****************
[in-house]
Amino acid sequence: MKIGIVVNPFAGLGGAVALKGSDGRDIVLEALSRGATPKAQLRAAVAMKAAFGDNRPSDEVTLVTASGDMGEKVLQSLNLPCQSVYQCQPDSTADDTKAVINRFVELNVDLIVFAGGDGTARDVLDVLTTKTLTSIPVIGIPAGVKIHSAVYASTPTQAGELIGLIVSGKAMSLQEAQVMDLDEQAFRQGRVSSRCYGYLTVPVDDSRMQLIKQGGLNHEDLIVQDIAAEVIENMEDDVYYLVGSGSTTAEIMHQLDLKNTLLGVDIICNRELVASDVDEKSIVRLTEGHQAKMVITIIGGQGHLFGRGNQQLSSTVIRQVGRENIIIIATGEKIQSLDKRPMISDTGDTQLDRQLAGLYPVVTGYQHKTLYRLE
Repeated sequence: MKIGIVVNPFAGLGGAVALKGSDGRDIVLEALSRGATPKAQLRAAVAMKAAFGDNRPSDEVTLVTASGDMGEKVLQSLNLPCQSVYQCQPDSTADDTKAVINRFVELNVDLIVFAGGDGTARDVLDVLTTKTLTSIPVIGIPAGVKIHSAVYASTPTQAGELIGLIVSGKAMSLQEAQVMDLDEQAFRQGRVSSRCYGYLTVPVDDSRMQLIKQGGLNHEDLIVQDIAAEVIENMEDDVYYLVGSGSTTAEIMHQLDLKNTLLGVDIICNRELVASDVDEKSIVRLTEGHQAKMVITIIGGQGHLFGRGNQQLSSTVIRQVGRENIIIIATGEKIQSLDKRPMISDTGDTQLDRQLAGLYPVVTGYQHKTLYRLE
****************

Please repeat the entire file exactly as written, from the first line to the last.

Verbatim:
[in-house]
Amino acid sequence: MKIGIVVNPFAGLGGAVALKGSDGRDIVLEALSRGATPKAQLRAAVAMKAAFGDNRPSDEVTLVTASGDMGEKVLQSLNLPCQSVYQCQPDSTADDTKAVINRFVELNVDLIVFAGGDGTARDVLDVLTTKTLTSIPVIGIPAGVKIHSAVYASTPTQAGELIGLIVSGKAMSLQEAQVMDLDEQAFRQGRVSSRCYGYLTVPVDDSRMQLIKQGGLNHEDLIVQDIAAEVIENMEDDVYYLVGSGSTTAEIMHQLDLKNTLLGVDIICNRELVASDVDEKSIVRLTEGHQAKMVITIIGGQGHLFGRGNQQLSSTVIRQVGRENIIIIATGEKIQSLDKRPMISDTGDTQLDRQLAGLYPVVTGYQHKTLYRLE
Repeated sequence: MKIGIVVNPFAGLGGAVALKGSDGRDIVLEALSRGATPKAQLRAAVAMKAAFGDNRPSDEVTLVTASGDMGEKVLQSLNLPCQSVYQCQPDSTADDTKAVINRFVELNVDLIVFAGGDGTARDVLDVLTTKTLTSIPVIGIPAGVKIHSAVYASTPTQAGELIGLIVSGKAMSLQEAQVMDLDEQAFRQGRVSSRCYGYLTVPVDDSRMQLIKQGGLNHEDLIVQDIAAEVIENMEDDVYYLVGSGSTTAEIMHQLDLKNTLLGVDIICNRELVASDVDEKSIVRLTEGHQAKMVITIIGGQGHLFGRGNQQLSSTVIRQVGRENIIIIATGEKIQSLDKRPMISDTGDTQLDRQLAGLYPVVTGYQHKTLYRLE